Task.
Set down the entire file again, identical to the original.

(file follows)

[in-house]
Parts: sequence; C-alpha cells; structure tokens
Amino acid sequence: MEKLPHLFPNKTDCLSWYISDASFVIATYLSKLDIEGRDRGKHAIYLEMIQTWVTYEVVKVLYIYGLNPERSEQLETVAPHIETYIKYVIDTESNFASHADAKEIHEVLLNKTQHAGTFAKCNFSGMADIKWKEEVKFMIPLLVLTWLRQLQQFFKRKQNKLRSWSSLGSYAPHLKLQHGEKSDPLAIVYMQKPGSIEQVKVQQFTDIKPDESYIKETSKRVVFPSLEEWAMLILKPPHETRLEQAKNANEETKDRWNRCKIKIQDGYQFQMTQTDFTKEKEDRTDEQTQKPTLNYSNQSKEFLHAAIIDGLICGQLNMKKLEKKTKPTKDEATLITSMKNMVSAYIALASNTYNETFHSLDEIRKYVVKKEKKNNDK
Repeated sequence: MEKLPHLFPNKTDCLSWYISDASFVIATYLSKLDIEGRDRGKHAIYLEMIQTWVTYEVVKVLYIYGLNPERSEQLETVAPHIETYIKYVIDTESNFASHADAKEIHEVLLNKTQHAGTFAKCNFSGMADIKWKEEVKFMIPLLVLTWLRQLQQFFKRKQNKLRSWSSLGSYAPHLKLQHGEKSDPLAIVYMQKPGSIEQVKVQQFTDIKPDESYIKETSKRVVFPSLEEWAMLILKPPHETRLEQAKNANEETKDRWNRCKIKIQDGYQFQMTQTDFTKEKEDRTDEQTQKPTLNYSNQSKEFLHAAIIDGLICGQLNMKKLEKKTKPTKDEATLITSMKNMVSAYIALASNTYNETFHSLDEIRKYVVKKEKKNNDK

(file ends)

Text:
[in-house]
Parts: sequence; C-alpha cells; structure tokens
Amino acid sequence: MEKLPHLFPNKTDCLSWYISDASFVIATYLSKLDIEGRDRGKHAIYLEMIQTWVTYEVVKVLYIYGLNPERSEQLETVAPHIETYIKYVIDTESNFASHADAKEIHEVLLNKTQHAGTFAKCNFSGMADIKWKEEVKFMIPLLVLTWLRQLQQFFKRKQNKLRSWSSLGSYAPHLKLQHGEKSDPLAIVYMQKPGSIEQVKVQQFTDIKPDESYIKETSKRVVFPSLEEWAMLILKPPHETRLEQAKNANEETKDRWNRCKIKIQDGYQFQMTQTDFTKEKEDRTDEQTQKPTLNYSNQSKEFLHAAIIDGLICGQLNMKKLEKKTKPTKDEATLITSMKNMVSAYIALASNTYNETFHSLDEIRKYVVKKEKKNNDK
Repeated sequence: MEKLPHLFPNKTDCLSWYISDASFVIATYLSKLDIEGRDRGKHAIYLEMIQTWVTYEVVKVLYIYGLNPERSEQLETVAPHIETYIKYVIDTESNFASHADAKEIHEVLLNKTQHAGTFAKCNFSGMADIKWKEEVKFMIPLLVLTWLRQLQQFFKRKQNKLRSWSSLGSYAPHLKLQHGEKSDPLAIVYMQKPGSIEQVKVQQFTDIKPDESYIKETSKRVVFPSLEEWAMLILKPPHETRLEQAKNANEETKDRWNRCKIKIQDGYQFQMTQTDFTKEKEDRTDEQTQKPTLNYSNQSKEFLHAAIIDGLICGQLNMKKLEKKTKPTKDEATLITSMKNMVSAYIALASNTYNETFHSLDEIRKYVVKKEKKNNDK